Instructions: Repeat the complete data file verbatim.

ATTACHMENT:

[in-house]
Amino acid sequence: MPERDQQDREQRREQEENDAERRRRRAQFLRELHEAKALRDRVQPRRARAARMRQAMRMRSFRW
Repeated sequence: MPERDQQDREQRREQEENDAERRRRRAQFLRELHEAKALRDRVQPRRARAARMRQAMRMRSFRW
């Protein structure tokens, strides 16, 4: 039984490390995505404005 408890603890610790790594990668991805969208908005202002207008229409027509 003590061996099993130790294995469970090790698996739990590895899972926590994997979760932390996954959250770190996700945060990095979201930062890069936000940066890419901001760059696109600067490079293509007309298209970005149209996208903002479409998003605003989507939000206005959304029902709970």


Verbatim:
[in-house]
Amino acid sequence: MPERDQQDREQRREQEENDAERRRRRAQFLRELHEAKALRDRVQPRRARAARMRQAMRMRSFRW
Repeated sequence: MPERDQQDREQRREQEENDAERRRRRAQFLRELHEAKALRDRVQPRRARAARMRQAMRMRSFRW
């Protein structure tokens, strides 16, 4: 039984490390995505404005 408890603890610790790594990668991805969208908005202002207008229409027509 003590061996099993130790294995469970090790698996739990590895899972926590994997979760932390996954959250770190996700945060990095979201930062890069936000940066890419901001760059696109600067490079293509007309298209970005149209996208903002479409998003605003989507939000206005959304029902709970």